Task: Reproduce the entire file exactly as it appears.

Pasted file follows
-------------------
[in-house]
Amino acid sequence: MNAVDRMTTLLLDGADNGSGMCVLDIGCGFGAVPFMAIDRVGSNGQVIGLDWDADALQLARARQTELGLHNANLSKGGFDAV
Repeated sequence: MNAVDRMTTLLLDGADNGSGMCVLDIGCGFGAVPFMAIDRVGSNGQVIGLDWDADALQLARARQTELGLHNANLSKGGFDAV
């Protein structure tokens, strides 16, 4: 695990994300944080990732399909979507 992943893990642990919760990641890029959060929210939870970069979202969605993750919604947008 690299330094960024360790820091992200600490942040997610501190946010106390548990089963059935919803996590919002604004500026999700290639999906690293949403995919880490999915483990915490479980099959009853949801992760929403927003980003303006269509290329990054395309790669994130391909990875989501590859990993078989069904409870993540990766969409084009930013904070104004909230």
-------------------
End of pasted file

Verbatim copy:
[in-house]
Amino acid sequence: MNAVDRMTTLLLDGADNGSGMCVLDIGCGFGAVPFMAIDRVGSNGQVIGLDWDADALQLARARQTELGLHNANLSKGGFDAV
Repeated sequence: MNAVDRMTTLLLDGADNGSGMCVLDIGCGFGAVPFMAIDRVGSNGQVIGLDWDADALQLARARQTELGLHNANLSKGGFDAV
């Protein structure tokens, strides 16, 4: 695990994300944080990732399909979507 992943893990642990919760990641890029959060929210939870970069979202969605993750919604947008 690299330094960024360790820091992200600490942040997610501190946010106390548990089963059935919803996590919002604004500026999700290639999906690293949403995919880490999915483990915490479980099959009853949801992760929403927003980003303006269509290329990054395309790669994130391909990875989501590859990993078989069904409870993540990766969409084009930013904070104004909230």